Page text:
How Gut Bacteria Can Affect Depression

Did you know that the bacteria in your gut can seriously impact your chances of depression? A growing body of research suggests that changes in the gut microbiota – the trillions of bacteria and other microorganisms that live in our intestines – may play a role in mental health, including depression and anxiety. In this post, we’ll take a closer look at how gut bacteria can affect mood and discuss some ways to help keep your microbiota healthy.


Although depression is a common mental health disorder, it is still not fully understood. Treatment typically involves medication and psychotherapy, but there are still many cases where these approaches are not effective. However, there is increasing evidence that the microbiome-gut-brain axis may be a promising target for treatment.

The microbiome is generally understood to mean all the microorganisms that live in or on the human body, such as the intestinal flora. These microorganisms have been shown to play a role in mood and behavior, and it is thought that they may be able to influence the development of depression. The exact mechanisms are still unknown, but the microbiome-gut-brain axis is a promising area of research with the potential to improve our understanding and treatment of depression.

A recent study from the University of Basel and the University Psychiatric Clinics Basel (UPK) has shown that probiotics can support treatment with antidepressants. It has previously been suggested that patients with depression show an above-average prevalence of intestinal and digestive problems. So, researchers applied this knowledge to investigate the effects of probiotics on patients with depression.

All participants in the study were given a probiotic or a placebo for 31 days, in addition to antidepressants. It was found that although depressive symptoms decreased in all participants due to the antidepressants, there was a greater improvement in the participants who took probiotics along with the antidepressants.

Another intriguing effect of taking probiotics was also noted in this study. In patients with depression, certain regions of the brain for emotional processing behave differently than in individuals with good mental health. However, after taking the probiotics, the brain activity normalized in the probiotic group. The same changes were not observed in the placebo group.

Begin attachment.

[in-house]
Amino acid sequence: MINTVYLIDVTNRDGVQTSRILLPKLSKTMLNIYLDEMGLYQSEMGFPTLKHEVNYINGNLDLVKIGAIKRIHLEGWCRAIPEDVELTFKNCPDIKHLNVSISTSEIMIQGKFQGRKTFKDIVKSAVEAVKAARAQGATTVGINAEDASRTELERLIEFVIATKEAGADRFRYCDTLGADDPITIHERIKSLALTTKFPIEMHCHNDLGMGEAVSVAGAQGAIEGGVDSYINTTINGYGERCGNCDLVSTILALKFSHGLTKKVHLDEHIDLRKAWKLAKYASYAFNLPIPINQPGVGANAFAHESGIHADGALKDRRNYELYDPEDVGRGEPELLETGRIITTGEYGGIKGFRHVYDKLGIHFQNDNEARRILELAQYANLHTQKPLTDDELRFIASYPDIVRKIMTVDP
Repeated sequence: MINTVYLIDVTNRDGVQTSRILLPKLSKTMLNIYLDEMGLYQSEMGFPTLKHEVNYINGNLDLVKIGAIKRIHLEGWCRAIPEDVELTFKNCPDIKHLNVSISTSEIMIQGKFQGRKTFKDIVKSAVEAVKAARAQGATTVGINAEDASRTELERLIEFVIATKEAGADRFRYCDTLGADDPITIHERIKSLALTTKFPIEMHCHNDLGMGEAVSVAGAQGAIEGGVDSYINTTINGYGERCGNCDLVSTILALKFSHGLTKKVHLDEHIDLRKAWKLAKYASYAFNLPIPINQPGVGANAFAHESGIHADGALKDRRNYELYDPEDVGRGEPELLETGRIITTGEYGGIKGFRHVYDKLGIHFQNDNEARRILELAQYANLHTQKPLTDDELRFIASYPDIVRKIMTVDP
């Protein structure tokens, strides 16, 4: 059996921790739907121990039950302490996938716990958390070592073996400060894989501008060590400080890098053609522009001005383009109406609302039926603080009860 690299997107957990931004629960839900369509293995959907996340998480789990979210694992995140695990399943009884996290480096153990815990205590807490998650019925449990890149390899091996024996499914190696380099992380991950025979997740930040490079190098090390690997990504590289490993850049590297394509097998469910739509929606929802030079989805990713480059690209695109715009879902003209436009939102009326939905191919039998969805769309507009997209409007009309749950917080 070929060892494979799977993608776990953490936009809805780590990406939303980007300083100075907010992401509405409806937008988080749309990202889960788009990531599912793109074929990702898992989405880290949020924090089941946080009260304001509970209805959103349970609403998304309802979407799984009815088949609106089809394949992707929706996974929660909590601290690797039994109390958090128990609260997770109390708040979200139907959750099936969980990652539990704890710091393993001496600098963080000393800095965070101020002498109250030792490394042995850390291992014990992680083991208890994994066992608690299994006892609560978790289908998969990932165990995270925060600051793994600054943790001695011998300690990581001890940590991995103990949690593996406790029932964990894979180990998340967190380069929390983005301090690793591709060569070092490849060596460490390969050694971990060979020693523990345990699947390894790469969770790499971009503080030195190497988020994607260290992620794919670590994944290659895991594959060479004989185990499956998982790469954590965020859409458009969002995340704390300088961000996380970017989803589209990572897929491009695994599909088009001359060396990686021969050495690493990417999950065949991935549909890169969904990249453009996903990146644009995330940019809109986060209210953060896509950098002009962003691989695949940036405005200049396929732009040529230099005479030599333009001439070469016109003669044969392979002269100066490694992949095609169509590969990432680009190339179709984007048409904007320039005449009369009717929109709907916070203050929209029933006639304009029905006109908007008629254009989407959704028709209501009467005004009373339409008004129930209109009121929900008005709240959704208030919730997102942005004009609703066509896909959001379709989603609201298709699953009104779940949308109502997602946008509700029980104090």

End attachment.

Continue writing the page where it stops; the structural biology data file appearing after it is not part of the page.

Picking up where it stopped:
“Although the microbiome-gut-brain axis has been the subject of research for a number of years, the exact mechanisms are yet to be fully clarified,” explains Anna-Chiara Schaub, one of the lead authors of the study. “With additional knowledge of the specific effect of certain bacteria, it may be possible to optimize the selection of bacteria and use the best mix to support treatment for depression.”

Keeping Mind and Body Healthy

With major strides in research that show the importance of gut health for mental health, people should be taking steps to repair their microbiome and give the body the vitamins and minerals it needs.

Anxiety Rescue is a great way to help the body and mind get all the essential ingredients it needs to stay strong and healthy. It is designed to help reduce anxiety and help support an overall healthy mood balance. Its unique formula that includes magnesium, l-theanine, ginseng, and more can target multiple aspects of stress and anxiety while supporting mood. It can act quickly and begin to work to improve mood and support anxiety symptoms as the weeks go on.

Author Bio

Sarah began her interest in nutritional healing at an early age. After going through health problems and becoming frustrated with the conventional ways doctors wanted to treat her illness (which were not working), she took it upon herself to find alternative treatments. This led her to revolutionize her own diet to help her get healthier and tackle her health problems. She began treating her illness by living a more balanced lifestyle through healthy food choices, exercise and other alternative medicine such as meditation. This total positive lifestyle change led her to earn a diploma in Nutritional Therapy from Health Sciences Academy in London, England. Today, Sarah enjoys helping others by teaching healthy lifestyle changes through her personal consultations and with her regular contributions to the Doctors Health Press. Also, passionate about following her dreams in life, Sarah moved to France and lived in Paris for over 5 years where she earned a certification in beadwork and embroidery from Lesage (an atelier owned by Chanel). She then went on to be a familiar face sitting front row and reporting from Paris Fashion Week. Sarah continues to practice some of the cultural ways of life she learned while in Europe. They enjoy their food, and take the time to relax and enjoy many of life’s little moments. These are life lessons she is glad to have brought back home with her.


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